A woman swept a recorder above her head. "You're in a shit load of trouble. And I've got the video to prove it." Then she shouted, "Remember Abu Ghraib."

Suddenly, everyone starting chanting with her, "Remember Abu Ghraib, Remember Abu Ghraib," and the guy pinning me to the floor was starting to turn the same color as his Nikes. The rest of the riot squad was left standing in the aisles.

Saturday, May 21, 2005

No. 6 is Quick
Venus was in retrograde, but I wanted to give this group of Busyites who could've just as easily gone to their jobs and slept until noon instead of coming here, their money's worth.

"What we need to do will change tide tables. What we have to do will make each one of us grow two feet. We need to find Osama bin Laden and talk about peace. Because unless we start talking, it's a big mumble. And there's nothing like a terrorist with clout in Washington. Then our days and nights will grow more rhythmic, and we won't wait for the next thing to divert our brains. We'll be able to feel each other."

But before I could put my lips together for the next word, the cinema doors were pushed open by several dozen officers dressed in riot gear. They rushed to the stage. "Arrest that motherfucker! Arrest that terrorist!" I realized they were pointing at me.

Friday, May 20, 2005

No. 5 is no Jive
"Who do you think you are?," asked a large Afro-American man whose jacket had a single button that rested at the widest point of his stomach.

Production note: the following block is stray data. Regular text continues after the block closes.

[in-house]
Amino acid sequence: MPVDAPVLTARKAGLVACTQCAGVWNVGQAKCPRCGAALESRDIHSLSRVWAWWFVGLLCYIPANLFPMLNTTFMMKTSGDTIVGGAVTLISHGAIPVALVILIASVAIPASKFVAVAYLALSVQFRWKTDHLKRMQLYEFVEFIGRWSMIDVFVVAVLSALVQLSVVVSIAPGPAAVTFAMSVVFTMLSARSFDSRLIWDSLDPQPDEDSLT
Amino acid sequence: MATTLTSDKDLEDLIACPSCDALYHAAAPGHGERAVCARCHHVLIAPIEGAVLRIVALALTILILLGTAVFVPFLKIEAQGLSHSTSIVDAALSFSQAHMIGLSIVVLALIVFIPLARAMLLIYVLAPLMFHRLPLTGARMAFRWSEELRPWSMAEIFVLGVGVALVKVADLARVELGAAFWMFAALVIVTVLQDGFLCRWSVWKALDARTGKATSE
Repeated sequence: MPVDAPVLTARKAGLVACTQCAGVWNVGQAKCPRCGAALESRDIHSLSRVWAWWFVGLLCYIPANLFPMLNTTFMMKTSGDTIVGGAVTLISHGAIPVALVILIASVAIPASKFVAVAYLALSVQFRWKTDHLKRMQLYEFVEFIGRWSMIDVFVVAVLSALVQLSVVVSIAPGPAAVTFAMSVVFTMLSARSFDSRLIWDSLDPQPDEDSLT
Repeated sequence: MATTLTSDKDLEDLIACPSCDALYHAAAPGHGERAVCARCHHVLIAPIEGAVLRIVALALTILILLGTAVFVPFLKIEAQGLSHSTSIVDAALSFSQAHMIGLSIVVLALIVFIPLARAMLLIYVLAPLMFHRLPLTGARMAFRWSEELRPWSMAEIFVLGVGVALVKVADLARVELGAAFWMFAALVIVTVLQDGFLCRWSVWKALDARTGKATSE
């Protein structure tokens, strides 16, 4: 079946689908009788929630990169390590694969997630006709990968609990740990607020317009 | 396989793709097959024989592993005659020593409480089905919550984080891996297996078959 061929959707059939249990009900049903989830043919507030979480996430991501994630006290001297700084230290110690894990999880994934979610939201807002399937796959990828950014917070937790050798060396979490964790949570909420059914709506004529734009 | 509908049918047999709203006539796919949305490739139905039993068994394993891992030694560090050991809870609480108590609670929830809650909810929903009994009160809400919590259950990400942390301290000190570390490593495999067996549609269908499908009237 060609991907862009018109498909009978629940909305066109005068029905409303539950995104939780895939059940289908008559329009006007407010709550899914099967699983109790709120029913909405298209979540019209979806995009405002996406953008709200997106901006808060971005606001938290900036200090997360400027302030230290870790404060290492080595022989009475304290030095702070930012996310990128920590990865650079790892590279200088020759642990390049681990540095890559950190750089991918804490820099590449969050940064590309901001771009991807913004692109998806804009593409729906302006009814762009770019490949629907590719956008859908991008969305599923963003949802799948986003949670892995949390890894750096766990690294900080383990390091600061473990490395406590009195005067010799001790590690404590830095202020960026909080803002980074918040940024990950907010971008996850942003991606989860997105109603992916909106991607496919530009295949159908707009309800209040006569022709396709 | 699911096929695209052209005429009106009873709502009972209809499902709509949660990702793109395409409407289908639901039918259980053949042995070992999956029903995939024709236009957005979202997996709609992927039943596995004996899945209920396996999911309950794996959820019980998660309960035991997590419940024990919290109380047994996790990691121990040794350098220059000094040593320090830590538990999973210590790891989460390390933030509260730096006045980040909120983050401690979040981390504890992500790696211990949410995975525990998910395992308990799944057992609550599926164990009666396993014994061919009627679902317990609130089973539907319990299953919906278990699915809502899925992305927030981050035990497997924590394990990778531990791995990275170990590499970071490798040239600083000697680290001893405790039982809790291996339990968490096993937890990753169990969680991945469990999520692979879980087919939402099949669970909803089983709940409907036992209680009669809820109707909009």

"I'm doing the show."

"But where's your ticket?"

"I don't need a ticket." He waved me inside with an annoyed snort.

So there I was on the stage in my jeans and t-shirt watching people find a seat. It was amazing to witness the numbers of my colleagues who wanted to postpone the inevitability of going to work on a Monday morning. The first third of the theater was filling up. The Egyptian mummies and hieroglyphics decorating the side of the theater were shining in gold-paint glory. I watched more people sit down and park a laptop computer where a giant slurpie should've been. Some wore their best grungies, others were actually suited up and tucking business cards inside their pockets. Let the networking begin.

Then I panicked. "What the fuck was outsourcing messages about and why hadn't I thought about this sooner?" I asked myself. So I did what I was best at -- bullshitting.

"Hi, everyone," I said. My name is Mike Powers," and I'm the one who invited you to this seminar. Sorry we have no coffee and bear claws, but I couldn't convince the management to give up their concession in the back. But if you want a Coke and a box of popcorn, they can help you out." A polite wave of smiles flickered through the crowd like a flashlight. "This morning we're going to be talking about outsourcing messages," I said.